• Are there procedures for providing secondary schools with information about the readiness of their graduates for (and performance in) the first year of college? Are there mechanisms for following up with those schools whose graduates do poorly?
  2. Policies Regarding the Preparation of Teachers
    • Are there policies to ensure that teachers are prepared to teach the high-expectation courses that students will be required to take?
    • Are there policies to ensure that sufficient numbers of well-prepared teachers will be educated and available in the state?
  3. Policies Regarding Advanced Placement and Dual-Enrollment Courses
    • Do admissions policies allow high grades on Advanced Placement exams to be accepted as the equivalent of satisfactory completion of core university requirements? Or do such courses count only as elective credit?
    • Do state policies encourage students to enroll in college courses while they are still in high school? Or do state policies create incentives for school districts to discourage dual enrollments of students (for example, by requiring school districts to pay students' tuition or by decreasing the district's allocation of state resources)?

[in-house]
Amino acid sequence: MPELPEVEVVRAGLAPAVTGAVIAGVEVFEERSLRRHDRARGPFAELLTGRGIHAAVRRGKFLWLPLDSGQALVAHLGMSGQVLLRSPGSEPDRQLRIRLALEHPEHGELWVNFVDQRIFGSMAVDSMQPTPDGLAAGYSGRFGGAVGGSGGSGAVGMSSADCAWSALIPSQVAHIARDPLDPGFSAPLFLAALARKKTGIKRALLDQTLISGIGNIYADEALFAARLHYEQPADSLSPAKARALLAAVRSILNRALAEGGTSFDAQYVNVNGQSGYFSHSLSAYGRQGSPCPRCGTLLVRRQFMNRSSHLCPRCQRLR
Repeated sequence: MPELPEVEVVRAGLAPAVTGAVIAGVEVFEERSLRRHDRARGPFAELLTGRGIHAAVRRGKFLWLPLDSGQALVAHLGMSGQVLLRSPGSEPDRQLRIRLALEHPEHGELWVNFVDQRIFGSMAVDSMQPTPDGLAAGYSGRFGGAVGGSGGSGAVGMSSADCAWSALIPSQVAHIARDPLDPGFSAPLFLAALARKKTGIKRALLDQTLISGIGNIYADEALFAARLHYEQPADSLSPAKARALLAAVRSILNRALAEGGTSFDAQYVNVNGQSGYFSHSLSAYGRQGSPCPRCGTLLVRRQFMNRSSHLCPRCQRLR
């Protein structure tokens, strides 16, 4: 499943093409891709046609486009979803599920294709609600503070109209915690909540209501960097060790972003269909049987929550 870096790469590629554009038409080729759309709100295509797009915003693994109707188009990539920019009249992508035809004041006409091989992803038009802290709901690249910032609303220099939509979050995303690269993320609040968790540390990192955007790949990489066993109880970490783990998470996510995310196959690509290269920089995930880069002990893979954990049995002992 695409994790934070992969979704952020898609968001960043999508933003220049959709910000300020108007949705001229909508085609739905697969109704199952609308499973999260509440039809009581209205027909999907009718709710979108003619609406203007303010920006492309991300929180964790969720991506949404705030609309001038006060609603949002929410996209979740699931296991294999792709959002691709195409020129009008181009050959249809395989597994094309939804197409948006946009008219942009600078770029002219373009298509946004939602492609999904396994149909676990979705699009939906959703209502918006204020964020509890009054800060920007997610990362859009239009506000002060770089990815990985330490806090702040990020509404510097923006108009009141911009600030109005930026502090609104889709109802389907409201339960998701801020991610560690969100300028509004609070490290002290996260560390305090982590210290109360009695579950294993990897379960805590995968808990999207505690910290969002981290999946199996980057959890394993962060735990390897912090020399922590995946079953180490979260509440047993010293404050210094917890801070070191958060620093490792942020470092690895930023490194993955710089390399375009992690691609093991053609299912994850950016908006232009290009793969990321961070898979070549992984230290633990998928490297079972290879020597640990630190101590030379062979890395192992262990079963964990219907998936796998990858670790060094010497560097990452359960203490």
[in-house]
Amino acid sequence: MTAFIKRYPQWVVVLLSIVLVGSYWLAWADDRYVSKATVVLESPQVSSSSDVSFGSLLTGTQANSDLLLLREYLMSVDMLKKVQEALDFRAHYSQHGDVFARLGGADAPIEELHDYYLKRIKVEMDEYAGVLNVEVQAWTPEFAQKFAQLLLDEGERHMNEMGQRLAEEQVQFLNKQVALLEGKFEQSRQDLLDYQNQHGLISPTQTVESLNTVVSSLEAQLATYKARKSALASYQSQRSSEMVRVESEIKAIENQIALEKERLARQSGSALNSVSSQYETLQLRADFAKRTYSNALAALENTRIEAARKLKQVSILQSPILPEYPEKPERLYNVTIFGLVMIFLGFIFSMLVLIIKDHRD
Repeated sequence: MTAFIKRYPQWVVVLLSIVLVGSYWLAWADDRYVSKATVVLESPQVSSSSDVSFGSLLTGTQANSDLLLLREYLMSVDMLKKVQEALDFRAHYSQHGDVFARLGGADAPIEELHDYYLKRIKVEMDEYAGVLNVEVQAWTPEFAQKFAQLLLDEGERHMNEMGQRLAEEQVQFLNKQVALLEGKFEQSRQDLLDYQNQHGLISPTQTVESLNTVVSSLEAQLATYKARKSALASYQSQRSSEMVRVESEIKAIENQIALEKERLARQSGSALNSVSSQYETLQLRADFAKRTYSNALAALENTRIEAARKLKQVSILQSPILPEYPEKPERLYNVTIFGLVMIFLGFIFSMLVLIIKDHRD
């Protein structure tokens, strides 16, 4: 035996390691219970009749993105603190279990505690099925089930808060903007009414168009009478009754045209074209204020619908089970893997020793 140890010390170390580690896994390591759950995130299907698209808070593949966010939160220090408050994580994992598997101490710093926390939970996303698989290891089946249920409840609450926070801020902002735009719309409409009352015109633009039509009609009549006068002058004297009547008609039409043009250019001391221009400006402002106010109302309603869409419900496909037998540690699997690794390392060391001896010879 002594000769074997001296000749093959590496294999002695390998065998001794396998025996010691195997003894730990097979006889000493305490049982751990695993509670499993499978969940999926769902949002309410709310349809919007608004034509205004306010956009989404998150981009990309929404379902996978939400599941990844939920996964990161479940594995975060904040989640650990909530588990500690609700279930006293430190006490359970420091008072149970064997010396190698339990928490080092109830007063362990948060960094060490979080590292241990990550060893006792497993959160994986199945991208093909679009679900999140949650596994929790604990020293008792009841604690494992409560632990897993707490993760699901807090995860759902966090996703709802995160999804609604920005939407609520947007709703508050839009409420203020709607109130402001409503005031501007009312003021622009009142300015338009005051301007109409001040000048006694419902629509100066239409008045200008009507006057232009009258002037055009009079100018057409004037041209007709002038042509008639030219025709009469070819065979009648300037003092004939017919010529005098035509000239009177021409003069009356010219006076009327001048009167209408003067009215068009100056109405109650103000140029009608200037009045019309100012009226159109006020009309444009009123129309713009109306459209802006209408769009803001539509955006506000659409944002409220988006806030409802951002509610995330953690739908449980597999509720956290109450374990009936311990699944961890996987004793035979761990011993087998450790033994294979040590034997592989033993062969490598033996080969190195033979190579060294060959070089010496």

4. Policies on K-12 Exit Standards and Student Assessments
    • Are statewide exams given in the 4th, 8th and 11th grades?
    • Do students have to demonstrate competence by meeting a set of standards for promotion and high school graduation?

Questions pertinent to the participation category primarily involve state residents' access to educational opportunity-in terms of geography and time. Affordability (economic access) is treated as a separate category.

  1. Program Approval
    • Are geographic factors (influencing access for different clienteles) and program duplication considered in the program approval process?
    • Have "service areas" been assigned to institutions? If so, do the service areas prevent other institutions from serving the needs of a given region?
  2. Geographic Accessibility
    • Are there educational sites (such as campuses, branches, and learning centers) located within a reasonable commuting distance for most of the state's population?
    • Do state policies and procedures encourage (or allow) delivery of courses from any appropriate originating institution to these sites?
    • Does state policy explicitly and effectively consider private and proprietary institutions as vehicles for extending access and educational opportunity?